[OPE-L:7816] Re: Re: Re: Re: Re: "Hic Rhodus, hic salta!"

From: Riccardo Bellofiore (bellofio@cisi.unito.it)
Date: Sun Oct 13 2002 - 11:22:17 EDT

At 8:55 -0400 12-10-2002, Fred B. Moseley wrote:
>On Thu, 10 Oct 2002, Riccardo Bellofiore wrote:
>>  I agree with you that Marx likely wanted the first and third
>>  magnitudes as given thrroughout. I disagree with you that there is no
>>  evidence that Marx didn't explicitely say in vol I that the real wage
>>  is assumed to be given at the beginning of the period (is this true
>>  in fact? no. exactly as it is not necessarily true that all that is
>>  produced is sold).
>1.  Riccardo, I am glad that you agree that Marx "likely wanted" the total
>surplus-value to be unchanged in Volume 3.  But I argue that this
>unchanging total surplus-value is much more than what Marx "likely
>wanted".  This given, unchanging total surplus-value is the basic
>assumption of Marx's theory of the distribution of surplus-value in Volume
>3, which is repeated as an assumption in each and every part of Volume 3,
>as I have shown in my papers.

you have shown in your papers, ok. there is a lot of people who is 
unconvinced of the evidence. I have textual evidence for it. even in 
Bergamo it was seen that your demonstrations are sometimes very 

>  The total surplus-value is taken as given
>in Volume 3 because it has already been determined in Volume 1.

I agree. also in MY sense.

>  That the
>total surplus-value remains unchanged in Volume 3 is not a conclusion or a
>result, which Marx "likely wanted" to demonstrate, but is instead Marx's
>basic assumption of Volume 3.  I think the textual evidence on this point
>if very strong and consistent.

let me say that this wording 'assumption' looks very strange (to me) 
for an Hegelian like Marx.

>Riccardo, would you agree with this stronger wording?

so, no, it's not an assumption. what Marx did was constructing a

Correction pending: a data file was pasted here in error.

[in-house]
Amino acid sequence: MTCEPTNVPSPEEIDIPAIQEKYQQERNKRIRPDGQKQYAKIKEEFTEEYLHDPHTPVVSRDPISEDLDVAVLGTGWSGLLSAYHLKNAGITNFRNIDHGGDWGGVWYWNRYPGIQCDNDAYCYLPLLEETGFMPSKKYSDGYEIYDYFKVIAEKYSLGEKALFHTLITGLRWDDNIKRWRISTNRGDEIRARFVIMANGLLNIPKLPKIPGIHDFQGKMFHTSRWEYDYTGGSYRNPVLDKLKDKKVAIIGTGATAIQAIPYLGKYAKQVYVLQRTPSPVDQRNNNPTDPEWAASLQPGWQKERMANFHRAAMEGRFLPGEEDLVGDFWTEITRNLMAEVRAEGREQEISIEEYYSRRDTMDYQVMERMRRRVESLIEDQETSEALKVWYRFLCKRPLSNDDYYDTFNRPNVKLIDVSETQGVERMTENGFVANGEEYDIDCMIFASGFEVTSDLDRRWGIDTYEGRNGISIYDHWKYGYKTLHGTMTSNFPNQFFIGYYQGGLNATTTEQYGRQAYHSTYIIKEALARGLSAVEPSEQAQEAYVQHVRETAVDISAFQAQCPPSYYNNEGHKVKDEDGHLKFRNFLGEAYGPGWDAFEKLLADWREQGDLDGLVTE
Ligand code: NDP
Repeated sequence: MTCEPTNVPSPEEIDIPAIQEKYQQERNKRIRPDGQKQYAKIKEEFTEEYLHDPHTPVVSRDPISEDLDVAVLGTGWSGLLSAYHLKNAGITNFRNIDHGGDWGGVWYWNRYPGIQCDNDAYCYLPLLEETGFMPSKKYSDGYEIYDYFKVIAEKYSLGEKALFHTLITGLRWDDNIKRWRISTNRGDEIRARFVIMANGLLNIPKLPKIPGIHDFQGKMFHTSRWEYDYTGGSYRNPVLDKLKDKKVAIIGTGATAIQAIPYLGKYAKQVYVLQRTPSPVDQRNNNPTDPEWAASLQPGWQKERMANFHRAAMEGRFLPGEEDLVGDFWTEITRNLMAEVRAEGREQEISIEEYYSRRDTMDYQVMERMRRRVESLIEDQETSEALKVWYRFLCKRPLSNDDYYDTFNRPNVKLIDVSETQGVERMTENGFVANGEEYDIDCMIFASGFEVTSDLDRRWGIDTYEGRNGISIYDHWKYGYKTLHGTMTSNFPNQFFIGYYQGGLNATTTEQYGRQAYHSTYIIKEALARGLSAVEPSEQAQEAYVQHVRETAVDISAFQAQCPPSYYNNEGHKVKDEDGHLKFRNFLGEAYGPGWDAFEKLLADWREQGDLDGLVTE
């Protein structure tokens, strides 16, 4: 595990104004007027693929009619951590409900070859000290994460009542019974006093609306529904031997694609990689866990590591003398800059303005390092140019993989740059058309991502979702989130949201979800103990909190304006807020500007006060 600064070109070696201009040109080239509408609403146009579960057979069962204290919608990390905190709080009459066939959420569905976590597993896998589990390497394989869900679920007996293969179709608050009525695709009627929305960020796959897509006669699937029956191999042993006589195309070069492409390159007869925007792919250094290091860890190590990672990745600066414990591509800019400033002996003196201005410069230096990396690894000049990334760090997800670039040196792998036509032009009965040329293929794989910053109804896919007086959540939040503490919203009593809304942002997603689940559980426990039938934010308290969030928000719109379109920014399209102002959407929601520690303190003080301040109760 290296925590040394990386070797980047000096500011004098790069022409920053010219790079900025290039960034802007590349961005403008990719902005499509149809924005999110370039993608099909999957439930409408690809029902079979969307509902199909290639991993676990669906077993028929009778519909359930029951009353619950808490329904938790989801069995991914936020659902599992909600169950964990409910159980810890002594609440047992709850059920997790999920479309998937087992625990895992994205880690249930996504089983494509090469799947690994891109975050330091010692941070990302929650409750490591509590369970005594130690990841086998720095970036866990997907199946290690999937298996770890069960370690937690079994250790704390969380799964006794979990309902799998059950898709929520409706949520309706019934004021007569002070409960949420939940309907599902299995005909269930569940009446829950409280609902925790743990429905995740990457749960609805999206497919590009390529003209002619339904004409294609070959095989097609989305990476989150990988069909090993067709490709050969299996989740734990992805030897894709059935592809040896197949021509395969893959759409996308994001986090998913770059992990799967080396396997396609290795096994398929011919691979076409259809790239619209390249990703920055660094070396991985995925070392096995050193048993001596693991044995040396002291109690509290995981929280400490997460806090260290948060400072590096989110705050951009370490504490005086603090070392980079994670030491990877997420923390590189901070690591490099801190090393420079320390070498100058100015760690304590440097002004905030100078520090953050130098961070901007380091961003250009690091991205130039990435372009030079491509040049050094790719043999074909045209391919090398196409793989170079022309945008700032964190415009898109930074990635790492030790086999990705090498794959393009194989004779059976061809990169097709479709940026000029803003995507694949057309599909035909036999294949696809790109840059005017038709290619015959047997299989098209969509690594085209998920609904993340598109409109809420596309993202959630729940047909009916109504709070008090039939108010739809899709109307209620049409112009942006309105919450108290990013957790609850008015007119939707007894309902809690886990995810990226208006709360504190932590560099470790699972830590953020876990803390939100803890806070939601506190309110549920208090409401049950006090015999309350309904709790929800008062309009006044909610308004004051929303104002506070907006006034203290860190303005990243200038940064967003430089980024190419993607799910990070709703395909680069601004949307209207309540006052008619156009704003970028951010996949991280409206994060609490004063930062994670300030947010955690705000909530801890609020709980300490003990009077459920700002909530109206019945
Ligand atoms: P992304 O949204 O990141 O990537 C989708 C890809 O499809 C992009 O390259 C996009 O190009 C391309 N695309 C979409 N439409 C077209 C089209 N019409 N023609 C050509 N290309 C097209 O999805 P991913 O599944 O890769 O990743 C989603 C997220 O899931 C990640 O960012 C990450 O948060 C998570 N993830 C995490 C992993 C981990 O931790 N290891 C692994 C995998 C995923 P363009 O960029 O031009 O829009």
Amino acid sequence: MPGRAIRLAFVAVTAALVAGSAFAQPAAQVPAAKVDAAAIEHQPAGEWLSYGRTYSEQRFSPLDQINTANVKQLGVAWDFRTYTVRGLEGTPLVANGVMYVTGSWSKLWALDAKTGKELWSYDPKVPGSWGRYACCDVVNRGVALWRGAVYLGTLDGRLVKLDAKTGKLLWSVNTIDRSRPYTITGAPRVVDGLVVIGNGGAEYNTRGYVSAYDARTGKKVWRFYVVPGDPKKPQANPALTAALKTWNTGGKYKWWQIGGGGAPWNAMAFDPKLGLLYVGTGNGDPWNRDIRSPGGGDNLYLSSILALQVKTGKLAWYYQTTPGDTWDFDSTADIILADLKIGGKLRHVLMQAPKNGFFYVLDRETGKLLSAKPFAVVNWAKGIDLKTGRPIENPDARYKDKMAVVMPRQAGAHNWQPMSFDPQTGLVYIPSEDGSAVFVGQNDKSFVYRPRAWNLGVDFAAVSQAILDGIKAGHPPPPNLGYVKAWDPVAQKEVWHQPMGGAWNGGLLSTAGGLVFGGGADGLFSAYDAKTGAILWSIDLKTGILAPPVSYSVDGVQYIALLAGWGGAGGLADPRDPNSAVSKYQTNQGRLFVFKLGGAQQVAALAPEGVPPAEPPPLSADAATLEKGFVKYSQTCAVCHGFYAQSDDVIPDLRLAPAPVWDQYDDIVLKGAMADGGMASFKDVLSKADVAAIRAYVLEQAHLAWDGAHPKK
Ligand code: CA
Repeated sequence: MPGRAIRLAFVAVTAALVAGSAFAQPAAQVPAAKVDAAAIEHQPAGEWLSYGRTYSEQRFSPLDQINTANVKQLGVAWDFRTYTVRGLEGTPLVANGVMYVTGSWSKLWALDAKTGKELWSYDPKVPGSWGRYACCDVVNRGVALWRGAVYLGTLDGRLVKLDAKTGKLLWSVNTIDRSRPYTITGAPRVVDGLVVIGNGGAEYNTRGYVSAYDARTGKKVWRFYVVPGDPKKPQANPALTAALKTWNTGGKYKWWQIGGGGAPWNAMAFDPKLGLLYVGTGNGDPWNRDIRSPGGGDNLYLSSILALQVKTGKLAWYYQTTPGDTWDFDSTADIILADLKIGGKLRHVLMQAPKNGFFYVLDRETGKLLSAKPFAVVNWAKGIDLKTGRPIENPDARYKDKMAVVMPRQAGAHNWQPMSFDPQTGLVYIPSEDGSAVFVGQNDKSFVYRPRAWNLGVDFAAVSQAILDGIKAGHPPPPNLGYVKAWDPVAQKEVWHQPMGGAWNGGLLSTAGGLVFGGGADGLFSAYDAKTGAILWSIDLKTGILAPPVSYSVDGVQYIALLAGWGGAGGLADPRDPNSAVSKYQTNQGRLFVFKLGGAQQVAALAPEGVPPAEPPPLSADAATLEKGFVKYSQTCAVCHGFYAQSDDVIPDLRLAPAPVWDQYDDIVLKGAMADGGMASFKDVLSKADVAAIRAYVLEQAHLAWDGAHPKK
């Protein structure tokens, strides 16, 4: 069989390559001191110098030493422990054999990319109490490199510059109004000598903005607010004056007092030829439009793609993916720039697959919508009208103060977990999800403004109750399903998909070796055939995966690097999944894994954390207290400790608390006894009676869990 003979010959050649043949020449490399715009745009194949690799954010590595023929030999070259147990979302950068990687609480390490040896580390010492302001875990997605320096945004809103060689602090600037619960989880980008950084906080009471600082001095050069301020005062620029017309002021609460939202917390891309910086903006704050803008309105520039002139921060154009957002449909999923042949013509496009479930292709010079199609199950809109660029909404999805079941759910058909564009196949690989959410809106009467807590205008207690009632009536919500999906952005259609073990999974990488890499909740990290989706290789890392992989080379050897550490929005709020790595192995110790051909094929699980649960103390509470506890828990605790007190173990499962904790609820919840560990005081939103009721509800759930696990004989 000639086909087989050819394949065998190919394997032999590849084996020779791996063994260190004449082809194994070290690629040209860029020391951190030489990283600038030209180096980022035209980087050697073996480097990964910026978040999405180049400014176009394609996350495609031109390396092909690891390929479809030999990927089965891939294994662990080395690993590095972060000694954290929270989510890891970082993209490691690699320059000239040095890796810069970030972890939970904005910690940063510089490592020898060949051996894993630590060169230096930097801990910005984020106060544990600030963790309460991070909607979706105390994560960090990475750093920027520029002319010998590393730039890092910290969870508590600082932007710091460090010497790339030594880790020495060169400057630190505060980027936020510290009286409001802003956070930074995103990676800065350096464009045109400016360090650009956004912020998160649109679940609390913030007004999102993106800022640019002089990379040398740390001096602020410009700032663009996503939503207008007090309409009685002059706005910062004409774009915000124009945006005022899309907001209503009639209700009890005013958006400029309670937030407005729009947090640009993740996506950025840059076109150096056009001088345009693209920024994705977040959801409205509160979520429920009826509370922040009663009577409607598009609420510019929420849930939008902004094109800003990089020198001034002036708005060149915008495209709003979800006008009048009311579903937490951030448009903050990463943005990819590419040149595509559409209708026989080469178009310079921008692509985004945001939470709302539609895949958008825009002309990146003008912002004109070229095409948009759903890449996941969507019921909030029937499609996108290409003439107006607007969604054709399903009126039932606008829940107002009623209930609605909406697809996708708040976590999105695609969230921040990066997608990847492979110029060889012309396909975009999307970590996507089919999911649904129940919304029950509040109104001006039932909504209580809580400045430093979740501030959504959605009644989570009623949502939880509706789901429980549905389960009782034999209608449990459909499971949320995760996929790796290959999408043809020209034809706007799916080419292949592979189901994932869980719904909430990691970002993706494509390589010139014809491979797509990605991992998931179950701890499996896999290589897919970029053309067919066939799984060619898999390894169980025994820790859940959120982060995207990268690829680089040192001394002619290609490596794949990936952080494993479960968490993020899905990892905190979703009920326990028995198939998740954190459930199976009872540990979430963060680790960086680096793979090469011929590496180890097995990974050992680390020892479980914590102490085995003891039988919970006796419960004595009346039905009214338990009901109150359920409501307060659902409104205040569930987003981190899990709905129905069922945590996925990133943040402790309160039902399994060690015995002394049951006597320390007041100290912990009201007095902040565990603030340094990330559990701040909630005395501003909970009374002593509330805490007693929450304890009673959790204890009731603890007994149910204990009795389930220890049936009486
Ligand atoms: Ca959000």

theoretical object. in the transition from vol I (in values!) and vol 
III, the surplus value, both as the surplus labour embodied and as 
the surplus money representing it, is a given magnitude. these are 
results from vol I. after we have the beginning of transformation. 
and both are still there. what happens after. who knows? you know the 
end of the story FOR MARX. me not. me (as you) try to propose 
plausible stories. a good rule of thumb is to take these as 
interpretations, and to recognise that up to now no DECISIVE textual 
evidence has been shown that Marx thought that in vol I the surplus 
value was not accounted for in values, on the contrary.

>2.  The main disagreement between Riccardo and me is the determination of
>variable capital in Volume 1 and Volume 3. 
>I argue (along with the "new solution") that variable capital is TAKEN AS
>GIVEN, as the money-capital advanced by capitalists to purchase
>labor-power, and that this given money variable capital remains the same
>in both Volume 1 and Volume 3. 
>Riccardo, on the other hand, argues (along with most other Marxists and
>interpreters of Marx) that variable capital is DERIVED FROM A GIVEN
>QUANTITY OF WAGE GOODS, and that therefore variable capital changes from
>Volume 1 to Volume 3.  In Volume 1, variable capital is equal to the value
>of the given wage goods, and in Volume 3 variable capital is equal to the
>price of production of the same given wage goods. 
>I argue that there is considerable textual evidence to support my
>interpretation that variable capital is taken as given, which I have
>presented in several papers.  Riccardo has argued, and I agree, that there
>is also textual evidence that Marx takes as given the quantity of wage
>goods (or "means of subsistence") that provides the average, prevailing
>standard of living. However, this does not necessarily mean that this
>given quantity of wage goods is used to determine the magnitude of
>variable capital in Marx's theory of surplus-value in Volume 1.

I know what you argue, Fred. your representation of mine, in your 
hurry to define fronts is a bit rapid. as Foley know I'm not actually 
against the idea that (in reality) variable capital is the money 
capital advanced by capitalists (remember, I'm a circuitist, so 
that's almost an article of faith with me!!!), nor that is the most 
appropriate definition at a certain point in vol III. I simply say, 
and NO evidence of yours has denied this, that in volume I both 
definitions are there. more than that: I would say that all the 
places where your definition of variable capital as money advanced is 
valid (vol I assumes values thorughout 99%), also the other one is; 
BUT that there are points where ONLY the subsistence definition is 
valid. and I'v not seen a rebuttal from you.

>I argue that Marx's concept of variable capital refers to the ACTUAL money
>wages paid by capitalists to workers (in the real capitalist economy as a

actual, Fred, is a strong word. I have no objection if you recognise 
that aactual is not actual indeed. I don't think Marx was a crude 

>However, according to Marx's logical method, this actual money